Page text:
When I gave birth to Aydra in 2012, I knew that we would have another child. In fact, we planned to start “trying” again in September 2013.
The goal was to have them two years apart. In December 2013, we welcomed Sage to our family. They were 17 months apart.
Unlike Aydra, my first thought after having Sage was “I am never doing this again.” Seriously, those were my exact thoughts. Both deliveries were fairly easy. Labor to delivery was less than two hours and I had them both without medication or complications.
However, the mental exhaustion from worrying about the health of my unborn child and the responsibility of providing for and nurturing more children was something I absolutely did not look forward to again. Or so I thought. About three months after having Sage, I debated if she was truly my last. As I watched her grow from a helpless infant to a curious baby, the reality that she could be my last wasn’t something I was ready to face. For a couple of months I went back and forth with the pros and cons of adding another child to our family. My decision was finalized when I took my 7-year-old godson, Jeremiah, and the girls on an “adventure” a few weeks ago.
Usually my husband Andra is with me whenever I get our godson but, for some reason, I thought doing it alone couldn’t be that bad. It can’t be that hard adding just one more to the bunch, right?
Wrong! I was absolutely overwhelmed by handling three children by myself. What was supposed to be a fun night out eating pizza, playing at an indoor playground and shopping for Halloween costumes turned into a stress-inducing event.
My original plan was to head to the Savannah Mall and get everything at one place. By the time I got to Richmond Hill, I didn’t have the patience to deal with Savannah traffic so we stopped at an indoor bounce house on Highway 17.
Without asking, I paid for a special pass to the bounce house for Jeremiah and Aydra. I quickly found out that they wanted to play in the arcade and had no interest in the bounce house. I returned to the ticket counter and got tokens for the arcade and allowed them to play until their hearts were content. Next we headed to a small pizza place across the highway. Even with a double stroller, getting them all out of the car safely and into the restaurant was a task. Until that day, I didn’t notice how much space the stroller took up.
After squeezing into the booth and getting everyone’s order, Jeremiah spotted the outdoor patio and began demanding we eat outside while Aydra grabbed my drink and spilled it on the table. Sage was busy with the usual — just looking and laughing. I cleaned up the mess and got everyone calm enough to wait on the pizza and salad.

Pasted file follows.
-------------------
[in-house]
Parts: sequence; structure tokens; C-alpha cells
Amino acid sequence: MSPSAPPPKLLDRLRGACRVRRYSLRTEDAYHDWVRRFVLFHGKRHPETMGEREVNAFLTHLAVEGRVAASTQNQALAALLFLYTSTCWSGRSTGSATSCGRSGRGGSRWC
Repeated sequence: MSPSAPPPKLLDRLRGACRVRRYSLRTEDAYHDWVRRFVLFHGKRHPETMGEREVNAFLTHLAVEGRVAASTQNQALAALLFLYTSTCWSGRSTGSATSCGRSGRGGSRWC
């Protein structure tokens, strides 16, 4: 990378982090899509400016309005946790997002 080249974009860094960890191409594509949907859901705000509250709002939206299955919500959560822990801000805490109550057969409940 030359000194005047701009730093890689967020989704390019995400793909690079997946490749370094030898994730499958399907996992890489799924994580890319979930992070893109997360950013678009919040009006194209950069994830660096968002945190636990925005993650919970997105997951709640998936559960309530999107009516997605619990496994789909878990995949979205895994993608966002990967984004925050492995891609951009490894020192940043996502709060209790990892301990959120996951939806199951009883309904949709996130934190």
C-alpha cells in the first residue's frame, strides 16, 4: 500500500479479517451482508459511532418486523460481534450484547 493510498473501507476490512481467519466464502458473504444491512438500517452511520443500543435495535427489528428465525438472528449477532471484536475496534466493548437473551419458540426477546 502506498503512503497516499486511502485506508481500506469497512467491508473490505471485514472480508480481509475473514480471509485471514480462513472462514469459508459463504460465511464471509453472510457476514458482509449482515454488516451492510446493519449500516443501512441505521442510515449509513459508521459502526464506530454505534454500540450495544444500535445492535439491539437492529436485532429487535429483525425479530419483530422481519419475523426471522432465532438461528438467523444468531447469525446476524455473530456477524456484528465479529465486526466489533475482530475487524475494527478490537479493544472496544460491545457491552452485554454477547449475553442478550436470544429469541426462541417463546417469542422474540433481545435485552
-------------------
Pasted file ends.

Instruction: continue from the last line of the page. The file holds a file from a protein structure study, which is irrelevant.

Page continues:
When the pizza arrived I was relieved and thought everyone would be happy. That’s when Jeremiah informed me he didn’t like pepperoni and Aydra insisted on putting hot sauce on hers. After removing the pepperoni and pretending to sprinkle hot sauce, all was finally well.
The grand finale was when we went to a costume store. The stroller could not fit through the aisles. After ditching it and recrossing the parking lot, we arrived in the store for what I thought would be an exciting shopping experience.
Again, I underestimated the three. Jeremiah ran through the store changing his decision at least six times (I lost count along the way), Aydra was terrified by the masks and displays so she screamed and held on to my neck for dear life, and Sage was busy with the usual — looking and laughing. I quickly grabbed the costume that Jeremiah had in his hand and he objected because he wasn’t sure if it was the one he wanted. I made an executive decision to purchase it anyway. Needless to say, Aydra and Sage did not get costumes that night.
Finally, we were all back in the car and the adventure was over. Obviously the kids had a good time because they were sleeping peacefully in the back seat before we reached the interstate. I was exhausted and began to wonder how I would survive if this was my reality every day. I quickly decided I didn’t want to know. Two kids would definitely be the limit for us.
Many people question my decision because of my age. However, it’s not a decision that can be made by others. Honestly speaking, I know without a doubt that my state of happiness and the quality of life for my family would suffer if we decided to have another child. My grandmother always said, “Don’t bite off more than you can chew.” This is one of those situations that I will apply grandma’s advice and limit myself to two.